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Archive for April, 2011

I hope I can say this as I prepare to die one day.

From DG:

Andrew Rivet was a devout theologian at the University of Leyden who died in 1651 at the age of 78. The approach of his death became a seminary for his soul. I pray it will be this way for you and me. Here is what he wrote just before his death.

The sense of divine favor increases in me every moment. My pains are tolerable, and my joys inestimable. I am no more vexed with earthly cares.

I remember when any new book came out, how earnestly I have longed after it—but now all that is but dust. You are my all, O Lord; my good is to approach to you. O what a library I have in God, in whom are all the treasures of wisdom and knowledge!

You are the teacher of spirits—I have learned more divinity in these ten days that you have come to visit me, than I did in fifty years before.

(Archibald Alexander, Thoughts on Religious Experience [London: The Banner of Truth Trust, 1967], 207)

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Great reminder about the true source of contentment:

The following excerpt is taken from Stephen Altrogge’s new book, The Greener Grass Conspiracy: Finding Contentment on Your Side of the Fence (Crossway, 2011), pages 65–66:

In the gospel we have full, free, open access to God. This isn’t “come once a year, kill a lamb, and hope you don’t die” access to God. We don’t need to whip ourselves into a twirling religious frenzy or to light sticks of incense. There’s no need to walk ten miles with broken glass in our shoes or wash ourselves clean in a sacred river. We can come into the presence of God at all times and at all places.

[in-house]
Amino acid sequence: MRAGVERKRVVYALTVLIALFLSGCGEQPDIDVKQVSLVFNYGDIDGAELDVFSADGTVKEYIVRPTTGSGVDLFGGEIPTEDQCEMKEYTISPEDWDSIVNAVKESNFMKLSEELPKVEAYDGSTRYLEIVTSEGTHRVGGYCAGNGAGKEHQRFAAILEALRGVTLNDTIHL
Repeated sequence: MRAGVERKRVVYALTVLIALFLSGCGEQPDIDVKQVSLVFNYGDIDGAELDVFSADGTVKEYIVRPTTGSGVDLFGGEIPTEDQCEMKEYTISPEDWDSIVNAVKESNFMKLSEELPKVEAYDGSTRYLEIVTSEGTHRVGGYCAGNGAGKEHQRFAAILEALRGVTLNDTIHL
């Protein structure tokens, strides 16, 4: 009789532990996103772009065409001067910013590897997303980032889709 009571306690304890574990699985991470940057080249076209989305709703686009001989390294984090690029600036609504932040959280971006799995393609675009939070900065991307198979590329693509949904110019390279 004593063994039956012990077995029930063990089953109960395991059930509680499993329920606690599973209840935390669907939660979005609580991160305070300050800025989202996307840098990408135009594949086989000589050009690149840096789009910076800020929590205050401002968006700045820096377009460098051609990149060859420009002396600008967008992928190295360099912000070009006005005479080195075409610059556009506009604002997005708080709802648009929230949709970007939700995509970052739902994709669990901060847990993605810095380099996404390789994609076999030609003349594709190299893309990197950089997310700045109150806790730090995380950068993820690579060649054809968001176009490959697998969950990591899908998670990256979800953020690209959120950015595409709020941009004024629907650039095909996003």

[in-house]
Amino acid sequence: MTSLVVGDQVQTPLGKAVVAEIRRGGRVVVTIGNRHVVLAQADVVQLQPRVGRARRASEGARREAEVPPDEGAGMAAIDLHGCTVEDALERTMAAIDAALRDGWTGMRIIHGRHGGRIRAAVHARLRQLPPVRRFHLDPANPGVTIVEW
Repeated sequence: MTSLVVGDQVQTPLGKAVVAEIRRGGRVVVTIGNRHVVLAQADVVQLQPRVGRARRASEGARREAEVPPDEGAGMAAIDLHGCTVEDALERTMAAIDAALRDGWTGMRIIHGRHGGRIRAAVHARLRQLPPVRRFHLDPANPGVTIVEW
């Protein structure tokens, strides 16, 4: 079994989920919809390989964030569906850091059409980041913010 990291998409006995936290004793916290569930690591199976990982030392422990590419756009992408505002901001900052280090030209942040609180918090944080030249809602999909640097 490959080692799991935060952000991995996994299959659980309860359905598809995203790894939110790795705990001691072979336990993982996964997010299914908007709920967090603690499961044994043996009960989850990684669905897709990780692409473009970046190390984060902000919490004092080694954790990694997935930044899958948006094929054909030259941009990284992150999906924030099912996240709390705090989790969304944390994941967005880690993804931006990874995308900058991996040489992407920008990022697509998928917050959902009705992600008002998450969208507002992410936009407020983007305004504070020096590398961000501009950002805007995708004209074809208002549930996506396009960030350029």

This is the greatest benefit of the gospel. Forgiveness of sins, a new heart, and eternal life are only a means to this magnificent end. Jesus Christ ushers us into the presence of God, and it’s in the presence of God that we find our soul’s deepest satisfaction. Psalm 16:11 says, “You make known to me the path of life; in your presence there is fullness of joy; at your right hand are pleasures forevermore.”

A speedboat, job promotion, or beautiful, loving spouse who likes long walks on the beach can’t bring fullness of joy. Eternal pleasures can’t be purchased with a platinum credit card. Full, overflowing, eternal joy and pleasure are found only in the presence of God, and in the gospel we have access to his joyful presence….

If we’re not consistently spending time in the presence of God, we won’t be content.

Period.

Nicely said.

For more background on The Greener Grass Conspiracy, watch the trailer here:

Sovereign Grace Ministries

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This online resource is now, in my opinion, the easiest way to interact with the Greek text of the New Testament with advanced searches, intuitive design, parsing, interlinears, etc. It’s only $10 for lifetime access, and can do most of the things that you’d pay hundreds of dollars for elsewhere.

The price goes up to $14.99 on May 13.


You can try it for free at ESV Online, under the Content tab. Or you can purchase it atcrossway.org/GRKTLS.

You can see a video introduction and some explanation below:

ESV GreekTools puts the original language of the New Testament into the hands of beginning and advanced students, as well as seasoned pastors, scholars, and laymen looking for an affordable and accessible Greek reference tool. Intuitive, easy-to-use, and fully customizable, ESV GreekTools is an online application available through the ESVBible.org platform. Now you can do serious work with the Greek text, at home or on the go, no matter your level of proficiency.

Features:

  • Complete NA27 Greek text
  • ESV interlinear and reverse-interlinear renderings of the text
  • Complete data set for each word, including lexical data, contextual and morphological information (including parsings), and Strong’s number.